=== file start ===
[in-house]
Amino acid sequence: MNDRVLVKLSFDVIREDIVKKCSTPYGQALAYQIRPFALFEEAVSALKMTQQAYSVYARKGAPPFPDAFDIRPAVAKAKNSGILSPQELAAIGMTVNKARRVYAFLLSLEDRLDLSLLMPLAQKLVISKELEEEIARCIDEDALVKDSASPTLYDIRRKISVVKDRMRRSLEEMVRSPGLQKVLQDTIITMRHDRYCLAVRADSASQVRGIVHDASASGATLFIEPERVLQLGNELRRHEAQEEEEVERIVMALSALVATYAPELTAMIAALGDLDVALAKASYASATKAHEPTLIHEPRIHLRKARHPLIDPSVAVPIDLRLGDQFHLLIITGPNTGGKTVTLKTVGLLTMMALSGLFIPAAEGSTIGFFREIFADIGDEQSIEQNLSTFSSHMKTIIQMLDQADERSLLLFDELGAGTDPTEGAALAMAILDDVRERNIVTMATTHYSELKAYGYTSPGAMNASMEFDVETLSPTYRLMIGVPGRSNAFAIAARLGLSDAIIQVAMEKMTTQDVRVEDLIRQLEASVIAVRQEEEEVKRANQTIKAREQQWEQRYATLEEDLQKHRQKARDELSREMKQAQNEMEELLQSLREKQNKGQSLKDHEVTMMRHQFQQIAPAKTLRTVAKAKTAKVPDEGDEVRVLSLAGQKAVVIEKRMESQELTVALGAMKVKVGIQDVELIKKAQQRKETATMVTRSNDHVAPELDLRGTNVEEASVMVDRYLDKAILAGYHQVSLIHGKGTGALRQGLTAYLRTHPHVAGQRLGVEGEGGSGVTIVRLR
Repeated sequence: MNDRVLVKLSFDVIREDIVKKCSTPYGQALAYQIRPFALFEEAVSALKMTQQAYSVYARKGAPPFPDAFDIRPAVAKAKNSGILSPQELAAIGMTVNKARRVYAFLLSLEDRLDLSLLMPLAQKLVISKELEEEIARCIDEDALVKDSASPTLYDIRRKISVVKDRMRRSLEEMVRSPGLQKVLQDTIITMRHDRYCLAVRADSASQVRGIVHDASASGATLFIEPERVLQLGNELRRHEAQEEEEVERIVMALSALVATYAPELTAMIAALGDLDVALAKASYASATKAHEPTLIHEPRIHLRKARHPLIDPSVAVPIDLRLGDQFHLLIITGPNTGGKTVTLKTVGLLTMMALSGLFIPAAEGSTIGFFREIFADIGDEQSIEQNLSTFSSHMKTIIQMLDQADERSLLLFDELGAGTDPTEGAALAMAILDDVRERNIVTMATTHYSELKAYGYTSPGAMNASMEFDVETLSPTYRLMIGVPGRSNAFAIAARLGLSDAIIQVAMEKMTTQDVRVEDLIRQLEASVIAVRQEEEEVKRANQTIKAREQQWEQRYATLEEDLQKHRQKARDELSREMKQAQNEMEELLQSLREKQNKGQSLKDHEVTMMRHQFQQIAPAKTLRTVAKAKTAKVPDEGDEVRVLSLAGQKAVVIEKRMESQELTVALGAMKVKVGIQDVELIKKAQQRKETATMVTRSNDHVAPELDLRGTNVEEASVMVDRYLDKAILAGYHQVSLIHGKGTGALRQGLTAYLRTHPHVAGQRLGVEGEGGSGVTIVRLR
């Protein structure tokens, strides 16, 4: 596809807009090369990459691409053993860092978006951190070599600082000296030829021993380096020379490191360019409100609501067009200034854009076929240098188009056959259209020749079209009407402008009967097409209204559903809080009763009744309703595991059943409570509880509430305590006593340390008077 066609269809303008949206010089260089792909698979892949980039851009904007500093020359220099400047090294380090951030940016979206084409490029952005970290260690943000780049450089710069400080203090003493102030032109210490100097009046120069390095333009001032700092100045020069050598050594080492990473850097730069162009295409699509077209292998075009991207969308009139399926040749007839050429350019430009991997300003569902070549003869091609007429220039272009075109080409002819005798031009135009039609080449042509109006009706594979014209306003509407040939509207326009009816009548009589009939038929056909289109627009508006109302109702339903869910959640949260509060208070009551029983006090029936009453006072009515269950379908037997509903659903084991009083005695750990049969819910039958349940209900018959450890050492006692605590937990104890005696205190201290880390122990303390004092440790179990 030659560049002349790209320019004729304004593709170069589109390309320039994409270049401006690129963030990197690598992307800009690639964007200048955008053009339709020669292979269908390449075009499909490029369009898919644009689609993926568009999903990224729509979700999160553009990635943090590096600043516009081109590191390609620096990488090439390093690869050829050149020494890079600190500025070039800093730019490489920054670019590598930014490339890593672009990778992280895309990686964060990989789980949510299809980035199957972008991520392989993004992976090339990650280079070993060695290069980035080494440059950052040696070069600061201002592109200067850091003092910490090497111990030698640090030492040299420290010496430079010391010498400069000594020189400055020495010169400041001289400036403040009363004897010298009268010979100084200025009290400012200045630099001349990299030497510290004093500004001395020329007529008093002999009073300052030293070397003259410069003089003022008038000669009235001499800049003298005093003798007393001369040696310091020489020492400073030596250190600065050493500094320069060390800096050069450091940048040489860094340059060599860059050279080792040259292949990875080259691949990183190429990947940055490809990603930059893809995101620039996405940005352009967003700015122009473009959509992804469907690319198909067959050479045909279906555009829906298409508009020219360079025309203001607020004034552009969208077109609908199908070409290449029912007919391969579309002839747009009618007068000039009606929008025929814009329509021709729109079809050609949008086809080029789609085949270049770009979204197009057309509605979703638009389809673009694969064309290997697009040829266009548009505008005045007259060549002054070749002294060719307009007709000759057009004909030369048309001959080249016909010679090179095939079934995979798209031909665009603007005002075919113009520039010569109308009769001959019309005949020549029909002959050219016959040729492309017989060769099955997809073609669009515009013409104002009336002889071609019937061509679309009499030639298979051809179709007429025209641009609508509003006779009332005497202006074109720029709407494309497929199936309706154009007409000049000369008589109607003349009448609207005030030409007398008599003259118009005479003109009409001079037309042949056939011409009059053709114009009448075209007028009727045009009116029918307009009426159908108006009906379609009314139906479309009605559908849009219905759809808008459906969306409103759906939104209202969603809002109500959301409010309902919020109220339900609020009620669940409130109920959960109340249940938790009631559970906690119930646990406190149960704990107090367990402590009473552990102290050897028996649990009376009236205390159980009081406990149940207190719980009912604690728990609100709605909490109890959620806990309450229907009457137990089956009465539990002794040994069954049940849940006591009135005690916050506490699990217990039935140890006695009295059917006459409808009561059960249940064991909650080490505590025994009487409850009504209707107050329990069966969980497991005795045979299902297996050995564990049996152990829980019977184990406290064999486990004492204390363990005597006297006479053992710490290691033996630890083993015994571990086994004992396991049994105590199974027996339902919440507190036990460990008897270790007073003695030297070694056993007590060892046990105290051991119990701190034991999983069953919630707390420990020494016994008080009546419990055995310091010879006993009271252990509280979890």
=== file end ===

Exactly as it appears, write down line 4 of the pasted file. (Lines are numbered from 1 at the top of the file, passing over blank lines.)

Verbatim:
């Protein structure tokens, strides 16, 4: 596809807009090369990459691409053993860092978006951190070599600082000296030829021993380096020379490191360019409100609501067009200034854009076929240098188009056959259209020749079209009407402008009967097409209204559903809080009763009744309703595991059943409570509880509430305590006593340390008077 066609269809303008949206010089260089792909698979892949980039851009904007500093020359220099400047090294380090951030940016979206084409490029952005970290260690943000780049450089710069400080203090003493102030032109210490100097009046120069390095333009001032700092100045020069050598050594080492990473850097730069162009295409699509077209292998075009991207969308009139399926040749007839050429350019430009991997300003569902070549003869091609007429220039272009075109080409002819005798031009135009039609080449042509109006009706594979014209306003509407040939509207326009009816009548009589009939038929056909289109627009508006109302109702339903869910959640949260509060208070009551029983006090029936009453006072009515269950379908037997509903659903084991009083005695750990049969819910039958349940209900018959450890050492006692605590937990104890005696205190201290880390122990303390004092440790179990 030659560049002349790209320019004729304004593709170069589109390309320039994409270049401006690129963030990197690598992307800009690639964007200048955008053009339709020669292979269908390449075009499909490029369009898919644009689609993926568009999903990224729509979700999160553009990635943090590096600043516009081109590191390609620096990488090439390093690869050829050149020494890079600190500025070039800093730019490489920054670019590598930014490339890593672009990778992280895309990686964060990989789980949510299809980035199957972008991520392989993004992976090339990650280079070993060695290069980035080494440059950052040696070069600061201002592109200067850091003092910490090497111990030698640090030492040299420290010496430079010391010498400069000594020189400055020495010169400041001289400036403040009363004897010298009268010979100084200025009290400012200045630099001349990299030497510290004093500004001395020329007529008093002999009073300052030293070397003259410069003089003022008038000669009235001499800049003298005093003798007393001369040696310091020489020492400073030596250190600065050493500094320069060390800096050069450091940048040489860094340059060599860059050279080792040259292949990875080259691949990183190429990947940055490809990603930059893809995101620039996405940005352009967003700015122009473009959509992804469907690319198909067959050479045909279906555009829906298409508009020219360079025309203001607020004034552009969208077109609908199908070409290449029912007919391969579309002839747009009618007068000039009606929008025929814009329509021709729109079809050609949008086809080029789609085949270049770009979204197009057309509605979703638009389809673009694969064309290997697009040829266009548009505008005045007259060549002054070749002294060719307009007709000759057009004909030369048309001959080249016909010679090179095939079934995979798209031909665009603007005002075919113009520039010569109308009769001959019309005949020549029909002959050219016959040729492309017989060769099955997809073609669009515009013409104002009336002889071609019937061509679309009499030639298979051809179709007429025209641009609508509003006779009332005497202006074109720029709407494309497929199936309706154009007409000049000369008589109607003349009448609207005030030409007398008599003259118009005479003109009409001079037309042949056939011409009059053709114009009448075209007028009727045009009116029918307009009426159908108006009906379609009314139906479309009605559908849009219905759809808008459906969306409103759906939104209202969603809002109500959301409010309902919020109220339900609020009620669940409130109920959960109340249940938790009631559970906690119930646990406190149960704990107090367990402590009473552990102290050897028996649990009376009236205390159980009081406990149940207190719980009912604690728990609100709605909490109890959620806990309450229907009457137990089956009465539990002794040994069954049940849940006591009135005690916050506490699990217990039935140890006695009295059917006459409808009561059960249940064991909650080490505590025994009487409850009504209707107050329990069966969980497991005795045979299902297996050995564990049996152990829980019977184990406290064999486990004492204390363990005597006297006479053992710490290691033996630890083993015994571990086994004992396991049994105590199974027996339902919440507190036990460990008897270790007073003695030297070694056993007590060892046990105290051991119990701190034991999983069953919630707390420990020494016994008080009546419990055995310091010879006993009271252990509280979890």